Power play in Uttar Pradesh

Print edition : July 02, 2004

Inspired by its victory at the Centre, the Congress is apparently working on a plan to upstage the Samajwadi Party by changing the political equations in the State.

VENKITESH RAMAKRISHNAN recently in Lucknow

THE stated purpose of Rahul Gandhi's visit to Amethi on June 8 was to thank the people of the constituency for electing him to the Lok Sabha with a massive majority. But by the time he concluded his visit it was evident that the visit had objectives beyond thanksgiving. In fact, the most important message that emanated from the new representative of the Nehru-Gandhi political parivar had nothing to do with the celebration of a victory. It was a clarion call to Congress workers "to prepare for a long battle to change the Samajwadi Party-led government in Uttar Pradesh".

Rahul Gandhi addresses supporters in Amethi on June 9.-PAWAN KUMAR/REUTERS

To those unfamiliar with the intricacies of Uttar Pradesh politics and the manoeuvres that political players in the State are capable of, the call would have sounded bizarre. On June 8 the Congress was supporting the S.P.-led government from outside and the S.P.'s political posture towards the Congress-led government at the Centre was a similar one. From time to time, both parties have stated that the mutual support is founded on their "commitment to fight and defeat the communal politics of the Bharatiya Janata Party". Yet, the unmistakable emphasis of Rahul Gandhi's exhortation was that the progress of the new Congress campaign would be independent of such tactical gestures.

For the record, Rahul Gandhi's reasoning was that he and his party were not happy with the State government's record on development and the maintenance of law and order. Normally, a supporting party would use its influence on the government to correct the deficiencies in governance. But Rahul Gandhi's assertion was that only a change in government would improve the situation.

The friction between the Congress and the S.P. has its genesis in the struggle to capture the secular political space in Uttar Pradesh. In the recent Lok Sabha elections, the S.P. emerged victorious in this struggle by winning 36 out of the 80 seats in the State while the Congress got only nine. The Rashtriya Lok Dal (RLD), an ally of the S.P., won three seats, which added to the tally of the non-Congress secular formation. However, the creation of a Congress-led government at the Centre has brought about a qualitative change in the situation, particularly from the perspective of the Congress. The party feels that now that it is in power at the Centre it can change the equations on the ground in its favour. Informed sources in the party told Frontline that a strategy had been evolved to achieve the objective. It is founded on the premise that the Congress can emerge as a major secular force in India's most populous State only by marginalising the S.P. The efforts to keep the S.P. out of the ruling coalition at the Centre despite the party's willingness to join the Ministry were a reflection of the new Congress strategy.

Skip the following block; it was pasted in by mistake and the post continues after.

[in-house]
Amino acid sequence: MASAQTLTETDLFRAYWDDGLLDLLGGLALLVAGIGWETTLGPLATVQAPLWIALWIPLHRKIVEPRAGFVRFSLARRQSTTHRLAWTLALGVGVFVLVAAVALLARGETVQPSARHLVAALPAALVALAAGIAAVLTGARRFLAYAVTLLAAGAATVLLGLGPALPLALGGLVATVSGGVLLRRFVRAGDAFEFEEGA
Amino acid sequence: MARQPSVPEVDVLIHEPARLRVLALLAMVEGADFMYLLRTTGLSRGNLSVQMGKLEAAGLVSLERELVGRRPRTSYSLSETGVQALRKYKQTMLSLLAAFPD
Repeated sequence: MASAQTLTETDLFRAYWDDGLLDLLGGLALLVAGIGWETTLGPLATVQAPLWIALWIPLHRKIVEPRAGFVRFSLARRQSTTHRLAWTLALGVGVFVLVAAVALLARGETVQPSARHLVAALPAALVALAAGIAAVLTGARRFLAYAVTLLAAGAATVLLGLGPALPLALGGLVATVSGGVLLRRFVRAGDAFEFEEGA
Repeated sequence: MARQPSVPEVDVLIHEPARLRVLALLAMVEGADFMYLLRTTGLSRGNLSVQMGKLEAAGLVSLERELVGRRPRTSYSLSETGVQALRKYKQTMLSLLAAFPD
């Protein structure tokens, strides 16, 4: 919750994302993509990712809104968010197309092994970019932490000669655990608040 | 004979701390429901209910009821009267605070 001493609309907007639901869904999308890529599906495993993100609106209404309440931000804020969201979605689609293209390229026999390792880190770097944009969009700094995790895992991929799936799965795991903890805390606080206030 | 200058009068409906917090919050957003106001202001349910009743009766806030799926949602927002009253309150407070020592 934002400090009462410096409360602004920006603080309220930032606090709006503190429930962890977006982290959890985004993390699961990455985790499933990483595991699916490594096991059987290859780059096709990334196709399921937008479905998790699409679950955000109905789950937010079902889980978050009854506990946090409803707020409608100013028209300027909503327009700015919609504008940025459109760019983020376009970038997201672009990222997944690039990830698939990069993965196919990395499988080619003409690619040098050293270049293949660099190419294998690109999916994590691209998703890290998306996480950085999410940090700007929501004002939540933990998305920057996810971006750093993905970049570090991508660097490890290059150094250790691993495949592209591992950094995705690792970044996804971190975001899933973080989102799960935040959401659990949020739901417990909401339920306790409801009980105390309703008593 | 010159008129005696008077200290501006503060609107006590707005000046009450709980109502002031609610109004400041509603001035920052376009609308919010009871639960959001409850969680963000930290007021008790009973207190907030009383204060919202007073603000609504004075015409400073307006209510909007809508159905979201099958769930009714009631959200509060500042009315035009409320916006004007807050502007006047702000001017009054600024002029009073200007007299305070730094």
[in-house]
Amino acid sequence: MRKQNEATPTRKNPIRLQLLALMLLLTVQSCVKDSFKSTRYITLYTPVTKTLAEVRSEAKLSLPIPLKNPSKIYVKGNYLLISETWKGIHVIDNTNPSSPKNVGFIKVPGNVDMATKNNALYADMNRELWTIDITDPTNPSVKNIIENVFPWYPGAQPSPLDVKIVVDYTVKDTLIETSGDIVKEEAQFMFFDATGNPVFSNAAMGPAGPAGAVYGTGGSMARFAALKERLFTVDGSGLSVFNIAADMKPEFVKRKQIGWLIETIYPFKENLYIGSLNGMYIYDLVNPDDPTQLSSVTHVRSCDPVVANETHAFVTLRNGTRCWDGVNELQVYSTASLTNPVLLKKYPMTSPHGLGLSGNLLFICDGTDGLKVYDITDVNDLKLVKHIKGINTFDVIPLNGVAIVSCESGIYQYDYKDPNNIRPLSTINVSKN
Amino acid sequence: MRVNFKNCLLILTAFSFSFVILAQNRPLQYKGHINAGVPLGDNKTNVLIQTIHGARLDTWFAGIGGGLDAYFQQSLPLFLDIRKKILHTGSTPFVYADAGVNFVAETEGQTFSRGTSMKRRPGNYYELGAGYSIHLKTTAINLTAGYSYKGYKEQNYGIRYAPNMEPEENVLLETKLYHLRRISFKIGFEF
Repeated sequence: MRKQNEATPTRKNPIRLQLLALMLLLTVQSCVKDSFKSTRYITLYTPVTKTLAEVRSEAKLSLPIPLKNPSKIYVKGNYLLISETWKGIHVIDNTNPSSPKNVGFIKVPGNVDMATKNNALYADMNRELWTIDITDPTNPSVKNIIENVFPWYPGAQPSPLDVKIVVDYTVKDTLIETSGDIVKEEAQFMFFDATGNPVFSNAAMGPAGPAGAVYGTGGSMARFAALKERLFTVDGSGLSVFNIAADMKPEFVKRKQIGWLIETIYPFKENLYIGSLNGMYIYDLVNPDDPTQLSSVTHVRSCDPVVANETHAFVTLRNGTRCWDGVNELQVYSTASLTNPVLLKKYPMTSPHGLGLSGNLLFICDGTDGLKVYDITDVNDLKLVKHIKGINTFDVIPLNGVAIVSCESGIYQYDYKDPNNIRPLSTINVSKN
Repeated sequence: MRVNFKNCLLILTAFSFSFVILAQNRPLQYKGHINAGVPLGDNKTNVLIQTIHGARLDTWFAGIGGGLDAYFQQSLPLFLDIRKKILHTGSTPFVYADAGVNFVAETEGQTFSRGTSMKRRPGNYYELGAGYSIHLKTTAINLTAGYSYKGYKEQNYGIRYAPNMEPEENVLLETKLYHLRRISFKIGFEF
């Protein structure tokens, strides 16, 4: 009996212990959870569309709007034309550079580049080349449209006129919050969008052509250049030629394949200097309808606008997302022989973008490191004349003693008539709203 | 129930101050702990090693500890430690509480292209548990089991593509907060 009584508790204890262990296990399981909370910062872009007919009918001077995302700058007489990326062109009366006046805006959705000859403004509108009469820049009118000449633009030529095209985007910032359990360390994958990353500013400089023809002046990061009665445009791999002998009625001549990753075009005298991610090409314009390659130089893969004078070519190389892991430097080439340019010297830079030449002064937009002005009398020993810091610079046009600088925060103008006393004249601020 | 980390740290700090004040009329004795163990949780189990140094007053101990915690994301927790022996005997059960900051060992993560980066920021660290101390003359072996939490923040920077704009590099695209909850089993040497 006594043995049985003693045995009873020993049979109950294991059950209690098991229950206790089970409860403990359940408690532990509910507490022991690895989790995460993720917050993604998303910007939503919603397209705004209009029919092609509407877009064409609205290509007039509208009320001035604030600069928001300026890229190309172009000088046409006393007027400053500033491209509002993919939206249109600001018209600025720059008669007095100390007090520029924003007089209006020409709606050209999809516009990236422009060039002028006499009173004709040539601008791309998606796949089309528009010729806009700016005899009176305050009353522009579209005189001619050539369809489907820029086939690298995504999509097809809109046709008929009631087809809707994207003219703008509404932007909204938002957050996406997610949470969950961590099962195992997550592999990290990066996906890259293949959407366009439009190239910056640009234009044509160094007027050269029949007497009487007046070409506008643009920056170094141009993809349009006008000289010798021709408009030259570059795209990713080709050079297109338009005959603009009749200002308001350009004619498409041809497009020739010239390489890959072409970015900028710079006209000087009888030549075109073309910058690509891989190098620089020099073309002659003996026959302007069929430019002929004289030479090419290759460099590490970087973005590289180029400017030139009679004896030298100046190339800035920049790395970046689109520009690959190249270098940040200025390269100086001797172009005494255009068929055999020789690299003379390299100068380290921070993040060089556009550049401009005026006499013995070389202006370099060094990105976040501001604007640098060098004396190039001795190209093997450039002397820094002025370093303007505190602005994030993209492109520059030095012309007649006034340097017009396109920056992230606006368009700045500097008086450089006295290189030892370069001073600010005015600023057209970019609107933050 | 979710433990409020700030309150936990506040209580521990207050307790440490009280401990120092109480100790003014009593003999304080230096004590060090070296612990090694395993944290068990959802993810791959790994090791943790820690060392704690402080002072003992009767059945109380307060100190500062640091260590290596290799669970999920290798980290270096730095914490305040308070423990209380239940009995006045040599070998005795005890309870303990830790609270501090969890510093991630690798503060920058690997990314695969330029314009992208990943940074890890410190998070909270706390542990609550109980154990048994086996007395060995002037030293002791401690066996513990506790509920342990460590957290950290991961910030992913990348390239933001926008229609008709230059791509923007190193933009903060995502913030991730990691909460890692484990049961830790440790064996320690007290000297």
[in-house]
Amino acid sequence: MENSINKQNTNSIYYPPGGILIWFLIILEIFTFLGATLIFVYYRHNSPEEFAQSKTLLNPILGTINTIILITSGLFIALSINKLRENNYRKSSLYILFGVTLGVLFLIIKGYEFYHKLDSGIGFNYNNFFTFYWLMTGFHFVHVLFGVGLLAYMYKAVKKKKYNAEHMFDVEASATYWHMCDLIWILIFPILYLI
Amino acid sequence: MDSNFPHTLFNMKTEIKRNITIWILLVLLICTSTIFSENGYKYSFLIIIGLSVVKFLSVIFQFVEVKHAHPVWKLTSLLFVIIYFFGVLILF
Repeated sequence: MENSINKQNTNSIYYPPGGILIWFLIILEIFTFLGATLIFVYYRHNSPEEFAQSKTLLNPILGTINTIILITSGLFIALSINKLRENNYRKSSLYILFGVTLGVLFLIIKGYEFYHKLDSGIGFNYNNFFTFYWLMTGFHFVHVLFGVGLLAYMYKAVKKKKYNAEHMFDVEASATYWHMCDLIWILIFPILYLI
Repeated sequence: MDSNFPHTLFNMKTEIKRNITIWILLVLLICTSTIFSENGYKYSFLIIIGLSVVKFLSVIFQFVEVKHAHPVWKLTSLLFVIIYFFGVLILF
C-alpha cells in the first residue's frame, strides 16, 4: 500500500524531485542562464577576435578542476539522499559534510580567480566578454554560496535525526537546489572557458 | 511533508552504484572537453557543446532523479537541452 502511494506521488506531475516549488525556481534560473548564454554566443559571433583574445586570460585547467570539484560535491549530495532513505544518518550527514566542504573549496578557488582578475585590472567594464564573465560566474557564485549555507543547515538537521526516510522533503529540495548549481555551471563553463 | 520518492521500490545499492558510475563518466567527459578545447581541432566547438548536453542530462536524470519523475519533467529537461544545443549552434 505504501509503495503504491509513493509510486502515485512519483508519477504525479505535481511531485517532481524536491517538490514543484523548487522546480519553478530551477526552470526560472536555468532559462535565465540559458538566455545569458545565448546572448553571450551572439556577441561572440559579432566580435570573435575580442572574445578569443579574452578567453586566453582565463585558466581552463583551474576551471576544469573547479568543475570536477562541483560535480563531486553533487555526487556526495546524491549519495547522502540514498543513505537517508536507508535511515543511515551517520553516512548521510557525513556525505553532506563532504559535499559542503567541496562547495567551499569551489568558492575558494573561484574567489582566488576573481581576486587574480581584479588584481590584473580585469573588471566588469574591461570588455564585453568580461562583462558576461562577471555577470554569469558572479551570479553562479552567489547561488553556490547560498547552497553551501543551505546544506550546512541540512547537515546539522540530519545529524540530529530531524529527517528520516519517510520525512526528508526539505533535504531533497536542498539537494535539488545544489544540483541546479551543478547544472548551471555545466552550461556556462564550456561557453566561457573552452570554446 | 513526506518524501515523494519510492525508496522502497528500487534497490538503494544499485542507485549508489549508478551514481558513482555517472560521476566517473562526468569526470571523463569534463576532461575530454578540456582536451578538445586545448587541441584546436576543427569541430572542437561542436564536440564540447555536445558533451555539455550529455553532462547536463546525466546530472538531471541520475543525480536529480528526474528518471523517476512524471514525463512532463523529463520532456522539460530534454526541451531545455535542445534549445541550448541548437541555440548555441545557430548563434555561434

Amar Singh, general secretary of the S.P., told Frontline as early as the third week of May that the Congress was working on a design to weaken his party despite the fact that it had proved its secular credentials by defeating the BJP comprehensively in U.P. He had pointed out that the Congress planned to use personal and political insults to run down the S.P. In his opinion, even the "communication gap" that resulted in the Congress president's "oversight" in extending an invitation to S.P. president and Uttar Pradesh Chief Minister Mulayam Singh Yadav for the dinner meeting of anti-BJP parties was part of the design.